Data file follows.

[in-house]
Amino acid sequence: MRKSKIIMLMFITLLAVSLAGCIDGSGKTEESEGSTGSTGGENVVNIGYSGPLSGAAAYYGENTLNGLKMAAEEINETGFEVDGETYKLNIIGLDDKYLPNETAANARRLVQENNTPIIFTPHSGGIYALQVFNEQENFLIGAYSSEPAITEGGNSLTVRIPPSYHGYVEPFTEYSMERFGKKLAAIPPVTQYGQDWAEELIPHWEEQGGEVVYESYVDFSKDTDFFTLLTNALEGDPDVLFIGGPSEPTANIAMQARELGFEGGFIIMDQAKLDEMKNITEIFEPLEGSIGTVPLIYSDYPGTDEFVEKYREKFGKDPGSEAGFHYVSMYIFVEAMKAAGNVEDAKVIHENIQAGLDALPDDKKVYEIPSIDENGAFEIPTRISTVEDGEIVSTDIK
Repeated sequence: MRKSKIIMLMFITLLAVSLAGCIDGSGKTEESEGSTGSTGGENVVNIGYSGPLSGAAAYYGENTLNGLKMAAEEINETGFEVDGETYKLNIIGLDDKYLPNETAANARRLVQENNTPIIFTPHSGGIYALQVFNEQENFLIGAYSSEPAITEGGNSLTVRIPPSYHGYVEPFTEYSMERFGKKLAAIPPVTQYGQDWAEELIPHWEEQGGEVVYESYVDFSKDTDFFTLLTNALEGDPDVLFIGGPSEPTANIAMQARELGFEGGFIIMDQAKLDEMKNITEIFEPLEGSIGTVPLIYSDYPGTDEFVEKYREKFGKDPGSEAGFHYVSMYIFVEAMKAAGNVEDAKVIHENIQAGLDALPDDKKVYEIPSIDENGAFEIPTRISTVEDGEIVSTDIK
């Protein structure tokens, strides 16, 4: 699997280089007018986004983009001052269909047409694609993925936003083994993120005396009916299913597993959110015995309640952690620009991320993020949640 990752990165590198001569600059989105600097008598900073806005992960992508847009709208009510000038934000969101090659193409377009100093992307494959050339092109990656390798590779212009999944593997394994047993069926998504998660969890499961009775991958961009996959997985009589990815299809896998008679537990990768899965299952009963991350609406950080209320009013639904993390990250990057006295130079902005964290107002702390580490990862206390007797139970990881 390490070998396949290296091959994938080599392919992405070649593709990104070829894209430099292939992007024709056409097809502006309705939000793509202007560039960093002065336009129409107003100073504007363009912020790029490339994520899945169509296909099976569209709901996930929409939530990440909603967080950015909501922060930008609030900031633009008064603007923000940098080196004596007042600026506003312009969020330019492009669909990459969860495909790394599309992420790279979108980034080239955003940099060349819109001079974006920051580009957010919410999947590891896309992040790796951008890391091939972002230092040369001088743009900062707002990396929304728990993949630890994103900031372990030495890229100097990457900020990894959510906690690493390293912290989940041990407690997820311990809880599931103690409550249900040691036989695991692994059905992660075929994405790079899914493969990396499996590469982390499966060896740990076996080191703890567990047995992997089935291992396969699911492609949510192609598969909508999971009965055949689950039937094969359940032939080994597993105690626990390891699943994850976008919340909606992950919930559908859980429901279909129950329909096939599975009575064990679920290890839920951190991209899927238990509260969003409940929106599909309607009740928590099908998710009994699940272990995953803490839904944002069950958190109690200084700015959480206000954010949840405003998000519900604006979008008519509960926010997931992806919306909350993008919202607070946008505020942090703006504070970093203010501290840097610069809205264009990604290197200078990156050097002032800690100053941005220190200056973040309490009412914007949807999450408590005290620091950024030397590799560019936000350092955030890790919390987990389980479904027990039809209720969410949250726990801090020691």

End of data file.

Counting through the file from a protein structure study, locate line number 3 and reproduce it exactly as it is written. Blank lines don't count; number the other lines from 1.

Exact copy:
Repeated sequence: MRKSKIIMLMFITLLAVSLAGCIDGSGKTEESEGSTGSTGGENVVNIGYSGPLSGAAAYYGENTLNGLKMAAEEINETGFEVDGETYKLNIIGLDDKYLPNETAANARRLVQENNTPIIFTPHSGGIYALQVFNEQENFLIGAYSSEPAITEGGNSLTVRIPPSYHGYVEPFTEYSMERFGKKLAAIPPVTQYGQDWAEELIPHWEEQGGEVVYESYVDFSKDTDFFTLLTNALEGDPDVLFIGGPSEPTANIAMQARELGFEGGFIIMDQAKLDEMKNITEIFEPLEGSIGTVPLIYSDYPGTDEFVEKYREKFGKDPGSEAGFHYVSMYIFVEAMKAAGNVEDAKVIHENIQAGLDALPDDKKVYEIPSIDENGAFEIPTRISTVEDGEIVSTDIK